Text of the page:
Liger and him exchange rolling savate kicks and Inoki goes on the downshift, leading to the finishing stretch that has Fujiwara attack him with headbutts before having to tag out, King countering his headbutts with a roundhouse, leading to a Tombstone, a loose Inoki knee drop, Enzuigiri, and sleeper to tap Fujiwara out. This is a pretty cool match in places when Tiger Mask and Liger are finally squaring off: there's some natural rust on Sayama's part still there but he's smooth when it counts, and Liger is more than happy to keep the pace going and bump around, even if they don't really click together as a pairing they can still at least throw out some visually interesting looking stuff. Inoki feels like he can still kinda go at his age (even him landing a top rope knee drop was no issue for him even if he missed by a fair bit lol) but him and Fujiwara sit around in holds a lot and take a backseat to the Jr guys, which is unfortunate considering they could've probably had a good match even at their respective ages. This is a alright match through, helped with a very brisk pace in the middle half that kinda just gets past all of the traditional formalities. It's undoubtfully more of a name-value showcase than anything else by a mile but it's a good example of these matches in action (believe me, that's not saying a whole lot) and I really wouldn't suggest searching this out unless you are really hungry for Tiger Mask interactions.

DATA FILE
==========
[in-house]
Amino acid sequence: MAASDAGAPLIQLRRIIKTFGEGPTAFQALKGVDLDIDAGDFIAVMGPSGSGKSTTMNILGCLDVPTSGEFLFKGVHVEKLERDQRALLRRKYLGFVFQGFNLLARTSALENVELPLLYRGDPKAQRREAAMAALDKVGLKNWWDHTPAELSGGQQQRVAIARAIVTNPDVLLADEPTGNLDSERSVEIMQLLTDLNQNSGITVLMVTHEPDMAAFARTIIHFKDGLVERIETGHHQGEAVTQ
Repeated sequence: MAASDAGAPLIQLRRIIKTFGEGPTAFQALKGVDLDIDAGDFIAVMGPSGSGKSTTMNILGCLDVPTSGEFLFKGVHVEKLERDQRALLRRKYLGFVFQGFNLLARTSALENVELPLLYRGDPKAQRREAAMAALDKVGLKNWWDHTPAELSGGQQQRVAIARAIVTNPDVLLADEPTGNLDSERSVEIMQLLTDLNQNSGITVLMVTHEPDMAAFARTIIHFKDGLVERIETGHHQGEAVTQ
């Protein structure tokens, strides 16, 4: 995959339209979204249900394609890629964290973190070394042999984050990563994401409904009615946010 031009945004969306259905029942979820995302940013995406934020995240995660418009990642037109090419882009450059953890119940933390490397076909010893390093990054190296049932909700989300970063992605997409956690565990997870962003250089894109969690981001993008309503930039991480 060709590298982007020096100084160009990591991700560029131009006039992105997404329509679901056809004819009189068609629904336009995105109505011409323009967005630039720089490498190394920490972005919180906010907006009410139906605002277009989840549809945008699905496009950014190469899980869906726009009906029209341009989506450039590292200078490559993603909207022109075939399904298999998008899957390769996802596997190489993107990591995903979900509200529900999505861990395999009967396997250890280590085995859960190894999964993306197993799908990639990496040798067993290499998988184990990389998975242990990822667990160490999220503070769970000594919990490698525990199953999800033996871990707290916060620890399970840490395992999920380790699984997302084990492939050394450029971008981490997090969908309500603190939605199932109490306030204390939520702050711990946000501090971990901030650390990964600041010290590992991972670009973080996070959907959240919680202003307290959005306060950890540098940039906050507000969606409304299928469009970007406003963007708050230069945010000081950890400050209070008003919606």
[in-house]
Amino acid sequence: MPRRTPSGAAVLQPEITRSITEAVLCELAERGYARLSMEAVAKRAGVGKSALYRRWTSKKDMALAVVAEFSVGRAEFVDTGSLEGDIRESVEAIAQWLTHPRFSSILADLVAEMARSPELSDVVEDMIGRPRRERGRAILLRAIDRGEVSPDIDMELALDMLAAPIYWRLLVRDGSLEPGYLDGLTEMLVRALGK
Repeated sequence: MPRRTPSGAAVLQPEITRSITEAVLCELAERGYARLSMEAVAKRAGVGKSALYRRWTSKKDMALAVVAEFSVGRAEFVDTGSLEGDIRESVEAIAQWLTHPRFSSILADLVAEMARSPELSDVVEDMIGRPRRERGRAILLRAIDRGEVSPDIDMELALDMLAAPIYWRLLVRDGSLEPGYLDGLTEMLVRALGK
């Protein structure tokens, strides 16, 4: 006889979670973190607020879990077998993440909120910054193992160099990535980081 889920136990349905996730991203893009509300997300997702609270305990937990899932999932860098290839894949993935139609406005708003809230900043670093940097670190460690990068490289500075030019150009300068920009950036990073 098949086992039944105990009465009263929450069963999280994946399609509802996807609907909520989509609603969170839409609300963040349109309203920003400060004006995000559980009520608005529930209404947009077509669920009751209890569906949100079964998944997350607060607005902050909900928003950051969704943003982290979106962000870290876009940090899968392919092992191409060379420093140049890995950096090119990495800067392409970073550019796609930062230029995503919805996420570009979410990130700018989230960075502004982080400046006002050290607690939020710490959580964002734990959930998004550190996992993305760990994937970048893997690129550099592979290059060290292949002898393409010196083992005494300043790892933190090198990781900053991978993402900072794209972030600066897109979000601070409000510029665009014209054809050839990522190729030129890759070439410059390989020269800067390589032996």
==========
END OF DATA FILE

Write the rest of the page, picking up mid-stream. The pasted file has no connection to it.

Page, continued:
RANK: Decent


Vs. El Satanico (Michinoku Pro 10.10.1997: Pro Dioxine From Sasuke)